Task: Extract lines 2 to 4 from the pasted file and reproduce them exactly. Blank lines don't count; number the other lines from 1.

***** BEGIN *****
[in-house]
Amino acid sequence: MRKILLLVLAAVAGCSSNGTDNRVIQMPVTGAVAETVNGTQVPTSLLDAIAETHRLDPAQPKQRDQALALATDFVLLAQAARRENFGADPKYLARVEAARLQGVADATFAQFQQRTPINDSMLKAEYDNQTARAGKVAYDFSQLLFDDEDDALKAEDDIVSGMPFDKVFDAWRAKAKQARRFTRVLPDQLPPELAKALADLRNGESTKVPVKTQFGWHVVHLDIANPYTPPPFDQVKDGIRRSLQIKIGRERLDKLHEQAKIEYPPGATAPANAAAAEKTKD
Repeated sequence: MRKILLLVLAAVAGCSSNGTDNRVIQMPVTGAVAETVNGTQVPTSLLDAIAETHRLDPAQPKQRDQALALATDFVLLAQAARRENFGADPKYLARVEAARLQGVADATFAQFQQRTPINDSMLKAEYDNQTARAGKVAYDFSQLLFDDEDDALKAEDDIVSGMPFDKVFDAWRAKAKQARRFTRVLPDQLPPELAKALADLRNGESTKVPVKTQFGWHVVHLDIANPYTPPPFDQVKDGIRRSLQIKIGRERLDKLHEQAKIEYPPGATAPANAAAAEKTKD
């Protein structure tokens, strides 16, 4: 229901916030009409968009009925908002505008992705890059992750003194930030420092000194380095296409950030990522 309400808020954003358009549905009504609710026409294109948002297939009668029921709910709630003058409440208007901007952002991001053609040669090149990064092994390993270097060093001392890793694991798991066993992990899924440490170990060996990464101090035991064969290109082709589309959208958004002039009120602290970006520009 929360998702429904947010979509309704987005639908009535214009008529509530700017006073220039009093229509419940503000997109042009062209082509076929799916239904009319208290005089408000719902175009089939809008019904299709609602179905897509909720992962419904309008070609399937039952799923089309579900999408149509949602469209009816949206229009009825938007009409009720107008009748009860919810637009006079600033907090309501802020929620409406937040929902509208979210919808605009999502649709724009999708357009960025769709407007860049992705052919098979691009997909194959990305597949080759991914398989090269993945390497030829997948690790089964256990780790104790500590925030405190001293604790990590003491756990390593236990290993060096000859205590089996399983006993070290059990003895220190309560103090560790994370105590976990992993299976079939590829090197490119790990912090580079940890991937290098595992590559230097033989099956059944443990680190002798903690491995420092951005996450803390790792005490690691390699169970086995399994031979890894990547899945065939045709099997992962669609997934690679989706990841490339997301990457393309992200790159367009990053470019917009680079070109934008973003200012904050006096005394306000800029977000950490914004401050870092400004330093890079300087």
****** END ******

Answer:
Amino acid sequence: MRKILLLVLAAVAGCSSNGTDNRVIQMPVTGAVAETVNGTQVPTSLLDAIAETHRLDPAQPKQRDQALALATDFVLLAQAARRENFGADPKYLARVEAARLQGVADATFAQFQQRTPINDSMLKAEYDNQTARAGKVAYDFSQLLFDDEDDALKAEDDIVSGMPFDKVFDAWRAKAKQARRFTRVLPDQLPPELAKALADLRNGESTKVPVKTQFGWHVVHLDIANPYTPPPFDQVKDGIRRSLQIKIGRERLDKLHEQAKIEYPPGATAPANAAAAEKTKD
Repeated sequence: MRKILLLVLAAVAGCSSNGTDNRVIQMPVTGAVAETVNGTQVPTSLLDAIAETHRLDPAQPKQRDQALALATDFVLLAQAARRENFGADPKYLARVEAARLQGVADATFAQFQQRTPINDSMLKAEYDNQTARAGKVAYDFSQLLFDDEDDALKAEDDIVSGMPFDKVFDAWRAKAKQARRFTRVLPDQLPPELAKALADLRNGESTKVPVKTQFGWHVVHLDIANPYTPPPFDQVKDGIRRSLQIKIGRERLDKLHEQAKIEYPPGATAPANAAAAEKTKD
């Protein structure tokens, strides 16, 4: 229901916030009409968009009925908002505008992705890059992750003194930030420092000194380095296409950030990522 309400808020954003358009549905009504609710026409294109948002297939009668029921709910709630003058409440208007901007952002991001053609040669090149990064092994390993270097060093001392890793694991798991066993992990899924440490170990060996990464101090035991064969290109082709589309959208958004002039009120602290970006520009 929360998702429904947010979509309704987005639908009535214009008529509530700017006073220039009093229509419940503000997109042009062209082509076929799916239904009319208290005089408000719902175009089939809008019904299709609602179905897509909720992962419904309008070609399937039952799923089309579900999408149509949602469209009816949206229009009825938007009409009720107008009748009860919810637009006079600033907090309501802020929620409406937040929902509208979210919808605009999502649709724009999708357009960025769709407007860049992705052919098979691009997909194959990305597949080759991914398989090269993945390497030829997948690790089964256990780790104790500590925030405190001293604790990590003491756990390593236990290993060096000859205590089996399983006993070290059990003895220190309560103090560790994370105590976990992993299976079939590829090197490119790990912090580079940890991937290098595992590559230097033989099956059944443990680190002798903690491995420092951005996450803390790792005490690691390699169970086995399994031979890894990547899945065939045709099997992962669609997934690679989706990841490339997301990457393309992200790159367009990053470019917009680079070109934008973003200012904050006096005394306000800029977000950490914004401050870092400004330093890079300087």